“Greeks, God has signed our Liberty and will not go back on his promise.” – Theodoros Kolokotronis

A second “dark age” started for the Greeks with the arrival of the Ottomans and the collapse of the Byzantine empire. When the Ottomans arrived, two Greek migrations occurred.

The first migration entailed the Greek intelligentsia migrating to Western Europe and influencing the advent of the Renaissance. The second migration entailed Greeks leaving the plains of the Greek peninsula and resettling in the mountains. The millet system contributed to the ethnic cohesion of Orthodox Greeks by segregating the various peoples within the Ottoman Empire based on religion.

Greek revolution of 1821
The Greek revolution of 1821

There were several revolt attempts during the 400 years of the Ottoman occupation none of these revolts met with success. All this changed with the creation of Filiki eteria in 1814 which expanded rapidly and was able to recruit members in all areas of the Greek world. This time the Greek revolution proved successful, not only because the timing chosen was right (with the Ottomans weakened and preoccupied with other revolts in their area of influence), but also because this time the Greek revolt aroused widespread sympathy throughout Europe because of the Greek origin of the West’s classical heritage. Many wealthy Americans and Western European aristocrats, such as the renowned poet Lord Byron and later the physician Samuel Howe, took up arms to join the Greek revolutionaries.

Greece finally gained its independence and create the first Greek Republic initially in 1830, which later evolved into the Kingdom of Greece in 1832.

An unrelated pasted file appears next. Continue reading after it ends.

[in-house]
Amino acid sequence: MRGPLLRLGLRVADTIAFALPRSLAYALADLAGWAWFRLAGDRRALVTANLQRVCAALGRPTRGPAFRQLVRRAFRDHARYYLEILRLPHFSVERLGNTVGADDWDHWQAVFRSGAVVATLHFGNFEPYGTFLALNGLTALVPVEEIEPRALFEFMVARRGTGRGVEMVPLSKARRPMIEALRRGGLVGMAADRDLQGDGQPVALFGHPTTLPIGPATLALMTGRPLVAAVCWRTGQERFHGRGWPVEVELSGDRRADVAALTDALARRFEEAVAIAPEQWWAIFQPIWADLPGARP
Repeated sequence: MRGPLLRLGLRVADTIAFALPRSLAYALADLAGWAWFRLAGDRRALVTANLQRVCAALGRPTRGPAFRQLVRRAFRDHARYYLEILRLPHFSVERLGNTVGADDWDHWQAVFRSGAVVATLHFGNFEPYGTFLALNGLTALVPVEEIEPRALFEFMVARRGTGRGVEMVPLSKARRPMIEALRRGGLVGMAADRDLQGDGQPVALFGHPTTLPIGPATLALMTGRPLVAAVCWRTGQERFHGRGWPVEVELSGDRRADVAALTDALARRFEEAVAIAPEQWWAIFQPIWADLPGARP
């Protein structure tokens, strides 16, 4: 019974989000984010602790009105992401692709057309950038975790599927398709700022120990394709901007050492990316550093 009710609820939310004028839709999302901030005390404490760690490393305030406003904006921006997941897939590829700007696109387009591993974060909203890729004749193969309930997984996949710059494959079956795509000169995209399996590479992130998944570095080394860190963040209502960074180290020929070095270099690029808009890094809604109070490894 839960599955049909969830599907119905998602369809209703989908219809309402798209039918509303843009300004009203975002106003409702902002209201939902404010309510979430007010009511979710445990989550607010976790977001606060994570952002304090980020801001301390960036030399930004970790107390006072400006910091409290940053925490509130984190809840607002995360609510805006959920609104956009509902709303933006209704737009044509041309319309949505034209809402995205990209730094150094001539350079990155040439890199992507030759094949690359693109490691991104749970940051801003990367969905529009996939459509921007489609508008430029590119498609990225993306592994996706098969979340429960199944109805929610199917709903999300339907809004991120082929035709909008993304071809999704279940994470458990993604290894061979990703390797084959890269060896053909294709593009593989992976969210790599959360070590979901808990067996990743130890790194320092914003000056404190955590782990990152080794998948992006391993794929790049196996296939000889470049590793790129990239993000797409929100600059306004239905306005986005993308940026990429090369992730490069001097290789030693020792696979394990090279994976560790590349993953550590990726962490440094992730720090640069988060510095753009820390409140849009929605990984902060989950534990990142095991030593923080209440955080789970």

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Greek heroes, the war of independence of 1821

Theodoros KolokotronisGo!
Constantine KanarisGo!
Yannis MakriyannisGo!
Rigas FeraiosGo!
PapaflessasGo!
Athanasios DiakosGo!
Markos BotsarisGo!
Georgios KaraiskakisGo!
Laskarina BouboulinaGo!
Ioannis KapodistriasGo!
Chapter 1

General Makriyannis, Memoirs

The land of my birth is a village named Avoriti, which is near Lidoriki. The village -five huts- is three hours from Lidoriki. My parents were very poor, and their poverty stemmed from the pillagings by the local Turks and Ali Pasha’s Albanians.

My parents were poor and had a large family, and when Ι was still in my mother’s belly, she went to the forest one day to gather wood. After loading the wood οn her shoulder and setting out laden οn the road in that isolated area, she was overcome by labor pains and gave birth to me. Αll by herself, the poor exhausted woman risked her life, hers and mine. Αll alone, she delivered herself and tidied up, stacked a few pieces of firewood together, put some grass οn top, placed me οn all this, and went back to the village.

Shortly afterwards, three people in our house were murdered, including my father, by Ali Pasha’s Turks, who wanted to take us as slaves. One night then our entire family and all the relatives got up and fled and headed for Livadia, with the hope of settling there. They had to cross a bridge in Lidoriki known as “The Narrow One,” since there was nο other way to cross the river. The Turks kept guard there and captured anyone who tried to cross. For eighteen days all my people roamed about in the forest, eating wild acorns. My mother ate them too, and so did Ι – through her milk…

Excerpt from Chapter 1 -Translated by Rick Μ. Newton: The Charioteer 28/1986

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